It was at this event a year ago that Fleetwood sparked a career campaign, edging Johnson and Pablo Larrazabal for the win. He added another win at the French Open in the summer to go along with a pair of runner-up results and a T-4 finish at the U.S. Open, all of which helped him capture the European Tour's season-long title.

Fleetwood's sudden success in Abu Dhabi serves as a microcosm for his career resurgence. Prior to last year's victory, he had missed the cut in four of his five other trips to this event.

Getty Images

Sergio starts season with 66 in Singapore

By Associated PressJanuary 18, 2018, 12:56 pm

SINGAPORE – Sergio Garcia opened his season with a 5-under 66 and a share of the clubhouse lead on Thursday in the first round of the weather-interrupted Singapore Open.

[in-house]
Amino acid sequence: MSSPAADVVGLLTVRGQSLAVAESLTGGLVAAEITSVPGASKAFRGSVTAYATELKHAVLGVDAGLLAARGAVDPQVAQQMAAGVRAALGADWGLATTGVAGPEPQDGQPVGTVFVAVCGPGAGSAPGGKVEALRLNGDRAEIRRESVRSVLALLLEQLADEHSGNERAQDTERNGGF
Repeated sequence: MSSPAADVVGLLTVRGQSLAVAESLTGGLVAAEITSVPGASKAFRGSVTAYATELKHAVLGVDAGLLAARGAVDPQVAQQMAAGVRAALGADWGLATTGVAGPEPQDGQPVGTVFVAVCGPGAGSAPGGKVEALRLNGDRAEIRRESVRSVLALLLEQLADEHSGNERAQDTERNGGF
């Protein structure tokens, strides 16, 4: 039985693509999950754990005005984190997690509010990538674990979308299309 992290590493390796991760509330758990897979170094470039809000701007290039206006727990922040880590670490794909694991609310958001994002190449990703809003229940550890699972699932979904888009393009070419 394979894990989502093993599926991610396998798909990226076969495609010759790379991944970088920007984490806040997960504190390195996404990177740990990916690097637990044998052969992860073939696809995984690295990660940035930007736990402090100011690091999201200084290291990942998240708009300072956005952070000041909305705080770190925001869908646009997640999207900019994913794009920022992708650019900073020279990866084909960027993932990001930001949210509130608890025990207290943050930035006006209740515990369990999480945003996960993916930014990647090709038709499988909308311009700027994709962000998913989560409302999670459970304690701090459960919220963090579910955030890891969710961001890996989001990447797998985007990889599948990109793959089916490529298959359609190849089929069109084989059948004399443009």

Playing his first tournament of the year, the Masters champion rebounded after making an early bogey to collect four birdies and an eagle at the Sentosa Golf Club.

He was later joined by American qualifier Kurt Kitayama in the clubhouse lead. Still on the course, Tirawat Kaewsiribandit was at 6 under through 16 holes when play was suspended for the day because of the threat of lightning.

Louis Oosthuizen, the 2010 Open champion, was at 5 under through 16 holes when he also had to stop his round because of the weather.

Of the players who did finish their opening rounds, only three were within two strokes of Garcia and Kitayama. One of them was Casey O'Toole, who aced the par-3 second with a 7-iron.

The 38-year-old Garcia dropped his only shot of the day on the par-4 15th, his sixth hole after teeing off on the back nine, when he missed the fairway and was unable to make par. But he made amends when he birdied the par-3 17th and then eagled the par-5 18th to go out in 33.